“Generally, I think a cataract surgeon with a single OR should be able to do about four cases an hour,” he continues. “If you have two operating rooms, you should be able to manage five or six cases an hour, going back and forth from room to room. I often talk to surgeons who have two rooms and are only doing three cases an hour. That’s a huge waste if they’re routine cataract cases. In fact, if you’re doing less than that—two cases an hour—then you’d probably be better off financially just staying in the office and seeing patients. That’s not a business model that will work.”
Doing a number of things ahead of time will help make surgery go as smoothly as possible:
• Hire an experienced surgical coordinator. “It’s important to have one or two people, depending on how big your staff is, to focus on managing all the issues surrounding surgery,” says Dr. Patterson. “Your surgical coordinator can do preop testing and consultation, insurance precerts, scheduling, assembling the IOL power calculations, doing phone calls with the patients preop and postop and coordinating with your surgery center. Depending on your setup, the coordinator may also be able to go into the OR and help with turnover. This person’s job is to make sure everything goes as smoothly as possible the day of surgery, so there aren’t any surprises. This can have a real impact on your efficiency.”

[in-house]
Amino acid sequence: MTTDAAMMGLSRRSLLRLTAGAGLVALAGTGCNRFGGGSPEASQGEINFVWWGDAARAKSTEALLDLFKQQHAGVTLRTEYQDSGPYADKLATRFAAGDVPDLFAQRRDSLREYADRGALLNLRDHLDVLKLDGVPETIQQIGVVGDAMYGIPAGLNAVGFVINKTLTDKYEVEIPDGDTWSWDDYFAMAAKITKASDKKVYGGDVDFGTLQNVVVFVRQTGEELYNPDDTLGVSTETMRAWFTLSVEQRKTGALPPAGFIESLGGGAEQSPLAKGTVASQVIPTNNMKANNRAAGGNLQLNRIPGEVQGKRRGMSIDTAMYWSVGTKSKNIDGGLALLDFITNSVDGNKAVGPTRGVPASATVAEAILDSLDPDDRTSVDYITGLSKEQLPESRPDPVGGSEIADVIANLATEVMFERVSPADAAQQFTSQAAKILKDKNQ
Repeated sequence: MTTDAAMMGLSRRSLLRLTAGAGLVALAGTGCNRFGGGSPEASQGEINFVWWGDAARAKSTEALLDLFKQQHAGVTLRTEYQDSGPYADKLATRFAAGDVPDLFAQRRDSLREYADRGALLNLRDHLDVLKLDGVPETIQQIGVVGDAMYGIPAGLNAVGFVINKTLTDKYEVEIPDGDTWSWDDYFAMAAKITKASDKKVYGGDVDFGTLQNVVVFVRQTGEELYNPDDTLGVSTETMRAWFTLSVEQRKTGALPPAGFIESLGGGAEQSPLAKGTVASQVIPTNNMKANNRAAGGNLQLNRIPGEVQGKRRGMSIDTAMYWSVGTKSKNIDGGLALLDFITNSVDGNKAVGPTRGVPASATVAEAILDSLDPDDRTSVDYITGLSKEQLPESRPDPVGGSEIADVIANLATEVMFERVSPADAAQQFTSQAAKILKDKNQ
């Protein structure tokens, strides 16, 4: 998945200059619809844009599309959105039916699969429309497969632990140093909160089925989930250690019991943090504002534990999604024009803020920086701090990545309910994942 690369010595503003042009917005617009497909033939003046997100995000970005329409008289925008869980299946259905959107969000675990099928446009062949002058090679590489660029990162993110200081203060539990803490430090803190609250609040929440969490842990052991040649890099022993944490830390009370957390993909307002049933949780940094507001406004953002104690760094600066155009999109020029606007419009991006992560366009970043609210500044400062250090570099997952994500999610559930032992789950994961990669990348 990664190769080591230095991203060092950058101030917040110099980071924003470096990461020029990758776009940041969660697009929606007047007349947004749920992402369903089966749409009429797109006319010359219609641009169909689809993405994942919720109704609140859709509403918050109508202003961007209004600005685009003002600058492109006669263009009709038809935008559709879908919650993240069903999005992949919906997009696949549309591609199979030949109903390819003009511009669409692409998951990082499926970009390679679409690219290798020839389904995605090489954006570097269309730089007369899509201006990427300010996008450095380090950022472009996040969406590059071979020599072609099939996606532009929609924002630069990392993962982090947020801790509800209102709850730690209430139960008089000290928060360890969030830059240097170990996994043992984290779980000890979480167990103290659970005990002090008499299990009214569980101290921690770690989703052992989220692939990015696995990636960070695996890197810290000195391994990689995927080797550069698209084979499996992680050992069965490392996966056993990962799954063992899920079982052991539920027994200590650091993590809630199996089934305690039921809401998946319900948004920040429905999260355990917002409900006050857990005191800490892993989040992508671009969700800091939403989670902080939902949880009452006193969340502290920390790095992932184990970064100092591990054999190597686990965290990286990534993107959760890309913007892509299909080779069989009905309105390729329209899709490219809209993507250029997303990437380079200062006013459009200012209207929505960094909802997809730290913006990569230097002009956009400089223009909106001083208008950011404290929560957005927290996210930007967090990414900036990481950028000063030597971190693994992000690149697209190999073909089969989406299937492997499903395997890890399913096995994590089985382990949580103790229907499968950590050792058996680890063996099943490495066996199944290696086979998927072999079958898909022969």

• Prepare instrument packs ahead of time. “It’s efficient and cost-effective to prepare sterile peel-pack kits containing the instruments you need for a particular surgical situation,” says Dr. Wallace. “We create a cataract pack; we also have kits for special circumstances such as when a patient needs an LRI, or I need to perform a vitrectomy. Because we have the kits, we don’t have to assemble all these separate tools and sutures. Everything is ready to go whenever it’s needed.”
• Have a compounding pharmacy combine your preop drops. “We have our dilation drops, a non-steroidal and an antibiotic all compounded together,” says Dr. Patterson. “There are places that will do this for you pretty inexpensively. Once this is done, you just have to put in a few drops; you don’t have to go back to the patient over and over again. Of course, we still keep individual drops such as the dilating drops available in case we need more of them.”
• Aim to schedule left or right eyes together. “Since most of us operate temporally, I think it’s important to try to do all your right eyes together and left eyes together so you don’t have to change the OR setup back and forth,” says Dr. Patterson. “That’s something you can do ahead of time that will make your day run smoother. And, if you have two ORs, you can set up one OR for right eyes and the other for left eyes.”